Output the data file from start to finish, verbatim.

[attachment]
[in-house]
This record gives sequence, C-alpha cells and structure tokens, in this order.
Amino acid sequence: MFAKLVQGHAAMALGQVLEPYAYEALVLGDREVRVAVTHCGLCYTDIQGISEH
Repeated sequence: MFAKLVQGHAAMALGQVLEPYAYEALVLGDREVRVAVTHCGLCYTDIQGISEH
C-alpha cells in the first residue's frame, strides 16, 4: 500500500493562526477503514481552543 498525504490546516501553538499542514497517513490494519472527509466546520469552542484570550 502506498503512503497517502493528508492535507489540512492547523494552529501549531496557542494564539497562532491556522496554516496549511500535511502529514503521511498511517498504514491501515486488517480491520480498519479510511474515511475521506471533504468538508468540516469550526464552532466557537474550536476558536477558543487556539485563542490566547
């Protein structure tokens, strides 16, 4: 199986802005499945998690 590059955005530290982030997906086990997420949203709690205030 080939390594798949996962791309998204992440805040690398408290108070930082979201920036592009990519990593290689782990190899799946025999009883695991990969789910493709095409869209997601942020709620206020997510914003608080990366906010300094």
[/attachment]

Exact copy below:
[in-house]
This record gives sequence, C-alpha cells and structure tokens, in this order.
Amino acid sequence: MFAKLVQGHAAMALGQVLEPYAYEALVLGDREVRVAVTHCGLCYTDIQGISEH
Repeated sequence: MFAKLVQGHAAMALGQVLEPYAYEALVLGDREVRVAVTHCGLCYTDIQGISEH
C-alpha cells in the first residue's frame, strides 16, 4: 500500500493562526477503514481552543 498525504490546516501553538499542514497517513490494519472527509466546520469552542484570550 502506498503512503497517502493528508492535507489540512492547523494552529501549531496557542494564539497562532491556522496554516496549511500535511502529514503521511498511517498504514491501515486488517480491520480498519479510511474515511475521506471533504468538508468540516469550526464552532466557537474550536476558536477558543487556539485563542490566547
């Protein structure tokens, strides 16, 4: 199986802005499945998690 590059955005530290982030997906086990997420949203709690205030 080939390594798949996962791309998204992440805040690398408290108070930082979201920036592009990519990593290689782990190899799946025999009883695991990969789910493709095409869209997601942020709620206020997510914003608080990366906010300094």